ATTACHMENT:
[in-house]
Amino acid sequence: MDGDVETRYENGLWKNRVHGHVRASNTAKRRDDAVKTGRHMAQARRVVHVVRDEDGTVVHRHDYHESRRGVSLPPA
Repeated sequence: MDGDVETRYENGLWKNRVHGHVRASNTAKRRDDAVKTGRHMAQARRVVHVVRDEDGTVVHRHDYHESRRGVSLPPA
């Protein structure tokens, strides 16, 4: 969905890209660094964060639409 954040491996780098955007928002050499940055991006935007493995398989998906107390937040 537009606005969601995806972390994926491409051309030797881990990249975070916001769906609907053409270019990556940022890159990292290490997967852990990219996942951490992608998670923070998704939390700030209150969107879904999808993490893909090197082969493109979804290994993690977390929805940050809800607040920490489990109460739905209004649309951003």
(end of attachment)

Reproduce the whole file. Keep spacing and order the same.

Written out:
[in-house]
Amino acid sequence: MDGDVETRYENGLWKNRVHGHVRASNTAKRRDDAVKTGRHMAQARRVVHVVRDEDGTVVHRHDYHESRRGVSLPPA
Repeated sequence: MDGDVETRYENGLWKNRVHGHVRASNTAKRRDDAVKTGRHMAQARRVVHVVRDEDGTVVHRHDYHESRRGVSLPPA
């Protein structure tokens, strides 16, 4: 969905890209660094964060639409 954040491996780098955007928002050499940055991006935007493995398989998906107390937040 537009606005969601995806972390994926491409051309030797881990990249975070916001769906609907053409270019990556940022890159990292290490997967852990990219996942951490992608998670923070998704939390700030209150969107879904999808993490893909090197082969493109979804290994993690977390929805940050809800607040920490489990109460739905209004649309951003």